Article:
DIY Video Studio is supported by its readers. Please assume links on this site are affiliate links or ads, and that I get commissions for purchases made through these links. As an Amazon Associate, I earn from qualifying purchases. Thank you if you use any of the links.
Creating shallow depth of field with iPhone
A shallow depth of field with an iPhone is possible on any recording and any iPhone, although there is one caveat. You’ll only get those silky-smooth blurred backgrounds, or bokeh if your subject is close up to your iPhone’s camera lens. Generally, the closer your lens is to the subject the blurrier the background will be.
Here I’m talking about real optical bokeh and not the synthetic background blur artificially created by more recent smartphones. As yet, I’ve not seen any examples that look as good as the real thing.
So in practice, how can you create those blurry backgrounds using nothing but the optics on your smartphone?
Try putting a small object within about two to four inches (5-10cm) of your iPhone’s lens. Now tap and hold on the display where you want in focus. Wait until you see AE/AF Lock appear and your subject will be in focus, but the background will be blurred.
Now tap and hold on part of the scene that is in the middle or far distance. You can see the nearby object is blurred but everything from just beyond the subject out to the far distance is acceptably in focus.
I have done this with a large match-box as my nearby subject. Only the iPhone’s optics were used to create the effect. Portrait mode or a third-party app was not used to produce artificial background blur.
In the left-hand image, I focused on the match-box. You can see the tabletop in front and everything behind the matchbox is blurred. So, we have a shallow depth of field. In the right-hand side image, I focused on the curtains. Everything from the far edge of the tabletop to the back wall is in focus.
What’s the iPhone depth of field problem?
The iPhone has a small, fixed aperture, a wide-angle lens (short equivalent focal length), and a small sensor. That’s everything you don’t want if you are after those buttery smooth blurred backgrounds that are common on DSLR/Mirrorless cameras.
To blur your background with a DSLR one thing you could do is open your aperture some more. That is something you can’t do on your iPhone. But if you are a stills photographer Apple has provided a neat way to simulate that shallow depth of field effect. It’s called portrait mode.
Portrait Mode on iPhone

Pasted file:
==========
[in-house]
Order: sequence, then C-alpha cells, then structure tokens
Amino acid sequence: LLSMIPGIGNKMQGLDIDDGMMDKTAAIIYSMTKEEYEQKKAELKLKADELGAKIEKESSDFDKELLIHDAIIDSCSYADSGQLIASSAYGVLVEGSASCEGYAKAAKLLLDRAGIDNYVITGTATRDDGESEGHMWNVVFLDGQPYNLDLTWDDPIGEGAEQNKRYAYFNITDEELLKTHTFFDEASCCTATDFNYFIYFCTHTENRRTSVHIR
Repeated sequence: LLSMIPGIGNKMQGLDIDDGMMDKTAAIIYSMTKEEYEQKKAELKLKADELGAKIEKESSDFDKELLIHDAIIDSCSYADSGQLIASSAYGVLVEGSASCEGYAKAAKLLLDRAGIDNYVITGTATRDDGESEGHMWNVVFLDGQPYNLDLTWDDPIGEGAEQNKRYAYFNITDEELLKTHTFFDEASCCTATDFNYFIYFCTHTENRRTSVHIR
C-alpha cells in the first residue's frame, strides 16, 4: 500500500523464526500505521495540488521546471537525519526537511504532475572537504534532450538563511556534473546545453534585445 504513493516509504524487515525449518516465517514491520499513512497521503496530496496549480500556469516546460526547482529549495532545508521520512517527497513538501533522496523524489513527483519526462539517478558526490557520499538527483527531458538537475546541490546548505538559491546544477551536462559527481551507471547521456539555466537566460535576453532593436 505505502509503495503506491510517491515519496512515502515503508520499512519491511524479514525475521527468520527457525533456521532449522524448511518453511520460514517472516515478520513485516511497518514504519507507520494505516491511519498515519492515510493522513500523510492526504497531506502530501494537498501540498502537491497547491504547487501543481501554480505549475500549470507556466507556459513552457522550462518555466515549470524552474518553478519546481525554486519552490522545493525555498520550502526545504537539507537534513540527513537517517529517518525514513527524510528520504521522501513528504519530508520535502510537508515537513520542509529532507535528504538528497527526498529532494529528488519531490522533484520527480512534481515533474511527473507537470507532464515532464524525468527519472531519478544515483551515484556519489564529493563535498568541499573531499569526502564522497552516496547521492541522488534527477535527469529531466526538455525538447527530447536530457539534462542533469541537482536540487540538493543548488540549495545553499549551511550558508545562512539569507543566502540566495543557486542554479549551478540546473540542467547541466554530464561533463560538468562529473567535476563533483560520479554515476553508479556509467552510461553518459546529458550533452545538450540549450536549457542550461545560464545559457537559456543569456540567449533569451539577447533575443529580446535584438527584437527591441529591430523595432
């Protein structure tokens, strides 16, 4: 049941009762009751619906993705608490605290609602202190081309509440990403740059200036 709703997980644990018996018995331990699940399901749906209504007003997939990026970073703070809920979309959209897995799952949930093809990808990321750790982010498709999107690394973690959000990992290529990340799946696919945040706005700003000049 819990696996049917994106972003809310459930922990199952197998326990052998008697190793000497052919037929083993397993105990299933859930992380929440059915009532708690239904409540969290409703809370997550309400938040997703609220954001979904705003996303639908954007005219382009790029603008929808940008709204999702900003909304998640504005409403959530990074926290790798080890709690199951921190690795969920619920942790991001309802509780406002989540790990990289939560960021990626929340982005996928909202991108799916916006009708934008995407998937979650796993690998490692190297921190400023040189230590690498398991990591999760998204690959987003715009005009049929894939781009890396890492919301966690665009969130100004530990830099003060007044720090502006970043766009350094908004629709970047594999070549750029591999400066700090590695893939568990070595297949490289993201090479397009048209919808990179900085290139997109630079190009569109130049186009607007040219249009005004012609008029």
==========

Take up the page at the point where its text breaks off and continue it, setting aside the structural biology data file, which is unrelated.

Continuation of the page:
If you have an iPhone with dual lenses (iPhone 7 Plus, iPhone 8 Plus, and iPhone X, etc.) you will have Portrait Mode to play with. You will be able to get your iPhone to create a blurred background.
The effect isn’t created the same way a DSLR/Mirrorless camera does the trick, i.e. through the physics of optics. The Portrait Mode depth of field is a computational trick. The iPhone uses the depth information in the image from the two lenses and some number crunching by the phone’s processor. Put those two things together and you can simulate depth of field.
But currently, it’s just for photos. If you are a videographer, which you probably are since you are visiting the DIYVideoStudio, portrait mode isn’t going to be of much use to you. What’s necessary is more control over the depth of field when recording videos.
Depth of field without Portrait Mode
By getting close to your subject, it is possible to get a shallow depth of field effect with your iPhone (or any smartphone).
Assuming your subject is at the focus distance of your camera, there will be a small region where anything, along with the subject, will appear acceptably in focus. Then everything before and beyond that region will appear to be blurry.
How blurry the background is, depends on how far the focus point is in front of the iPhone’s lens. The greater the focus distance, the less blurry the background will appear. The opposite is also true. The closer the point of focus, the blurrier the background.
Depth of field Chart for iPhone
I have used a depth of field calculator to create the following depth of field chart for the iPhone 6S and SE. The subject distance is the focus distance from the iPhone. The Near and Far points are the limits of the depth of field. The total depth of field (DOF) is the distance between the near and far points. Within this region, everything will appear acceptably in focus.
The above depth of field chart was created using the calculator at DOF Master
Depth of field in the real world
In the next three images, I have set up some dominoes at approximately 2-inch increments from the iPhone. I also have selected a spot where the background is at two different distances from the camera. The first is the green side of a shed and the second is the back of a brick house.